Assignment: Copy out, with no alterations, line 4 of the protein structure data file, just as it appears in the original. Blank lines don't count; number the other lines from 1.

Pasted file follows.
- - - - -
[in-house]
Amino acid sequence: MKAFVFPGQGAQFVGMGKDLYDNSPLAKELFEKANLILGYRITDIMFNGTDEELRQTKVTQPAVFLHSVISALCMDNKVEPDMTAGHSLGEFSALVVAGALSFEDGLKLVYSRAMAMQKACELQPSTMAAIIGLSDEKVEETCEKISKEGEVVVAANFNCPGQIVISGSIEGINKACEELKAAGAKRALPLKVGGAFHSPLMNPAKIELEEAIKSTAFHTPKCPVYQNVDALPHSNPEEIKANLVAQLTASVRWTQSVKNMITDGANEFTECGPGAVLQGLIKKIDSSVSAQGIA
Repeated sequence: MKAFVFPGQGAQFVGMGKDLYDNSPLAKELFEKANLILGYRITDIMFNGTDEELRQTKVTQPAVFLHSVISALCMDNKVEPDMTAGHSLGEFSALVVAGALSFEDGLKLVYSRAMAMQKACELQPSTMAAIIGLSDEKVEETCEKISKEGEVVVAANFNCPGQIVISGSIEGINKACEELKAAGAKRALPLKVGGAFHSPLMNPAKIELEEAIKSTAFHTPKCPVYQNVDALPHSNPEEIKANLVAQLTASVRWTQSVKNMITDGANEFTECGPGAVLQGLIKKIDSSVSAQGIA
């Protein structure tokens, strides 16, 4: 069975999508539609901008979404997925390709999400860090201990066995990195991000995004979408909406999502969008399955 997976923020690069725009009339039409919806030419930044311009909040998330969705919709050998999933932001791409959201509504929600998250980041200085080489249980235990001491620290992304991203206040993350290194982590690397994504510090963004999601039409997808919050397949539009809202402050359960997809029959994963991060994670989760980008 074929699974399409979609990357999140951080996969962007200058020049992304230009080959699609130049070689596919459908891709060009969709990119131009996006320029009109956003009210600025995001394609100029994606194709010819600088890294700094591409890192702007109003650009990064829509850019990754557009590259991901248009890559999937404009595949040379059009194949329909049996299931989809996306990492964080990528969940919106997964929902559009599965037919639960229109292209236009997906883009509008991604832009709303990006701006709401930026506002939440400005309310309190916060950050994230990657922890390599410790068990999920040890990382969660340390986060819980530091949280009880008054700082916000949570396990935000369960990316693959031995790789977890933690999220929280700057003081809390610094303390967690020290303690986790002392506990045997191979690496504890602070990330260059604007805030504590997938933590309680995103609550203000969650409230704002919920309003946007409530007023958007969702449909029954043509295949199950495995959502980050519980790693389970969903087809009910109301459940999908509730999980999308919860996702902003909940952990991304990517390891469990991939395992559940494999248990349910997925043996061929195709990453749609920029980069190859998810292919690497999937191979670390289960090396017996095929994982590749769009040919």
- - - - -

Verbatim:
């Protein structure tokens, strides 16, 4: 069975999508539609901008979404997925390709999400860090201990066995990195991000995004979408909406999502969008399955 997976923020690069725009009339039409919806030419930044311009909040998330969705919709050998999933932001791409959201509504929600998250980041200085080489249980235990001491620290992304991203206040993350290194982590690397994504510090963004999601039409997808919050397949539009809202402050359960997809029959994963991060994670989760980008 074929699974399409979609990357999140951080996969962007200058020049992304230009080959699609130049070689596919459908891709060009969709990119131009996006320029009109956003009210600025995001394609100029994606194709010819600088890294700094591409890192702007109003650009990064829509850019990754557009590259991901248009890559999937404009595949040379059009194949329909049996299931989809996306990492964080990528969940919106997964929902559009599965037919639960229109292209236009997906883009509008991604832009709303990006701006709401930026506002939440400005309310309190916060950050994230990657922890390599410790068990999920040890990382969660340390986060819980530091949280009880008054700082916000949570396990935000369960990316693959031995790789977890933690999220929280700057003081809390610094303390967690020290303690986790002392506990045997191979690496504890602070990330260059604007805030504590997938933590309680995103609550203000969650409230704002919920309003946007409530007023958007969702449909029954043509295949199950495995959502980050519980790693389970969903087809009910109301459940999908509730999980999308919860996702902003909940952990991304990517390891469990991939395992559940494999248990349910997925043996061929195709990453749609920029980069190859998810292919690497999937191979670390289960090396017996095929994982590749769009040919």